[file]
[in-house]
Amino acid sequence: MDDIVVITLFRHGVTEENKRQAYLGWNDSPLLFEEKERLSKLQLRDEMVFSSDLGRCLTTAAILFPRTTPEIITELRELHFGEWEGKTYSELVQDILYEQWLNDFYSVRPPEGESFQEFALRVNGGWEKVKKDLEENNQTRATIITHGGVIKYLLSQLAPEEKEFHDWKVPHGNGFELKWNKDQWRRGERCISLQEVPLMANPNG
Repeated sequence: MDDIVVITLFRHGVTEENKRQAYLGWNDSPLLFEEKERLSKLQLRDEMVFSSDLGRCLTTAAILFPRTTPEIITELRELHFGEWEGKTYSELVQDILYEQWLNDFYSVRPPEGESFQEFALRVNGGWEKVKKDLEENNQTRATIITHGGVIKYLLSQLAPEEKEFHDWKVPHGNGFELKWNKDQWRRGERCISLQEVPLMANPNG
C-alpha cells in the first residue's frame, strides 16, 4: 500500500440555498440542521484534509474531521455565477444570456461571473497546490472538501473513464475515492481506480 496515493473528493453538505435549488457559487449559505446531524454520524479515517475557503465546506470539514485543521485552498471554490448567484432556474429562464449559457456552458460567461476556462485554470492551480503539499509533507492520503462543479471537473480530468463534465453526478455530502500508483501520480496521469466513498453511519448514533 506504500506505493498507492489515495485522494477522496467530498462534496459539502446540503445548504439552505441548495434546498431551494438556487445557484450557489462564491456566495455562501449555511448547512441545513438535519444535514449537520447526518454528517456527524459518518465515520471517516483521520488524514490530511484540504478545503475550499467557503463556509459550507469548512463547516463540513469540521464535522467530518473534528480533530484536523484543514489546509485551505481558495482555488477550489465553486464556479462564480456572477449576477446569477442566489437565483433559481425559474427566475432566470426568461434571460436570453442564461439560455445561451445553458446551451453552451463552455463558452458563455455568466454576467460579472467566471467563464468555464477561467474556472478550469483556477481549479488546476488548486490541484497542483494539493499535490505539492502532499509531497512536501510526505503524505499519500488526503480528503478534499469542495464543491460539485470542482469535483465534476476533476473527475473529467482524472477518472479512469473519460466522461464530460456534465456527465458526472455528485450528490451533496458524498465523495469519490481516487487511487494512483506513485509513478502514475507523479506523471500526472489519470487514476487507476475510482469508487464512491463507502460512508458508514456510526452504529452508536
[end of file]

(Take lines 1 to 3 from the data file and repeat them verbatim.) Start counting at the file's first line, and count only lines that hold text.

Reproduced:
[in-house]
Amino acid sequence: MDDIVVITLFRHGVTEENKRQAYLGWNDSPLLFEEKERLSKLQLRDEMVFSSDLGRCLTTAAILFPRTTPEIITELRELHFGEWEGKTYSELVQDILYEQWLNDFYSVRPPEGESFQEFALRVNGGWEKVKKDLEENNQTRATIITHGGVIKYLLSQLAPEEKEFHDWKVPHGNGFELKWNKDQWRRGERCISLQEVPLMANPNG
Repeated sequence: MDDIVVITLFRHGVTEENKRQAYLGWNDSPLLFEEKERLSKLQLRDEMVFSSDLGRCLTTAAILFPRTTPEIITELRELHFGEWEGKTYSELVQDILYEQWLNDFYSVRPPEGESFQEFALRVNGGWEKVKKDLEENNQTRATIITHGGVIKYLLSQLAPEEKEFHDWKVPHGNGFELKWNKDQWRRGERCISLQEVPLMANPNG